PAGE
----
this strange true story that inspired the film with Florence Pugh

1862, 13 years after the Great Famine. Young English nurse, Elizabeth Wright (Florence Pugh) is entrusted with a major mission. She is sent 15 days in the Irish Midlands to dive into the heart of a devout community in order to investigate what seems to be a miracle. She must thus discover the truth about Anna O’Donnell (Kila Lord Cassidy), an 11-year-old girl who claims not to have eaten anything for 4 months and to have survived despite everything. If the community in which Anna lives clings to its beliefs that should not be questioned, Elizabeth wants to lift the veil on this mystery, especially since the girl’s health is rapidly deteriorating.

This mysterious story is that of The Wonder by Sebastián Lelio visible from this Wednesday, November 16 on Netflix. Worn by Florence Pugh, Niamh Algar and David Wilmot, this film is adapted from a book of the same name published in 2016 by Emma Donogue. For this thriller-style novel set in the 19th century, the British novelist was greatly inspired by a strange phenomenon that really existed at that time. Several girls or teenagers have indeed claimed that, by a divine miracle, they could survive without food.

One of the cases ended in a real tragedy. Become famous for having proclaimed that she had not eaten for 2 years, the young Welshwoman Sarah Jacobs was hospitalized for several days for doctors to examine her case. Her parents, who believed in this supernatural power, refused that any food be given to their daughter during this stay. Result: despite the warnings of her doctors who qualified this story as fraud, the young girl finally died of starvation and her parents were sentenced for “manslaughter”.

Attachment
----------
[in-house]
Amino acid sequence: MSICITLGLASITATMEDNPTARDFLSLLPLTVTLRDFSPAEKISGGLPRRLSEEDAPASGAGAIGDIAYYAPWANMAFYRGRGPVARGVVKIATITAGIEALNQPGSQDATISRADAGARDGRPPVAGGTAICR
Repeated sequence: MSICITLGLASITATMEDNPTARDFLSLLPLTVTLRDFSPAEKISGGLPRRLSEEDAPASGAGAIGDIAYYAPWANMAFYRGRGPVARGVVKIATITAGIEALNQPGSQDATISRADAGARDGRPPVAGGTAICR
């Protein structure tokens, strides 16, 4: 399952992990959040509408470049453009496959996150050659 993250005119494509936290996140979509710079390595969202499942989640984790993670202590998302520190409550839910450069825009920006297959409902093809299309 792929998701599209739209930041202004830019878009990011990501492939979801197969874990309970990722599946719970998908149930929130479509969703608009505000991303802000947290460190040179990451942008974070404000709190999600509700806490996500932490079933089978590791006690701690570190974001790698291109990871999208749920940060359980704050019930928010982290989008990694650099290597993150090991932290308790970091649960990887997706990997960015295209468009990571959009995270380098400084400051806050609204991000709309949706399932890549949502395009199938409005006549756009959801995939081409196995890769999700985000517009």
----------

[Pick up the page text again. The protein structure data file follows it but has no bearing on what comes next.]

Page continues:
“When I came across these real cases of fasting young girls from the 16th to the 20th century, I thought ‘That’s the weirdest thing ever’ and then I was like ‘no, that’s totally understandable fact, isn’t it?” It’s a bit like they’re terrified of becoming girls in a culture that sees them as sex objects (…) There was a Welsh case in the 1870s – Sarah Jacobs. It was too sad for me to write about it because basically a newspaper hired nurses who watched her for, I think a week, and she died”Emma Donoghue told Newsweek.

“I came across this case in the late 1990s and I remember thinking, ‘Okay, even I have my limits’. It’s just desperately sad. But I finally thought much later that I I could do a fictional case, which wouldn’t be as heartbreaking and which I could choose the form of, but still inspired by the somewhat frightening realities of these cases without being really bound to the way this story ended “she concluded.

Clara Kolodny

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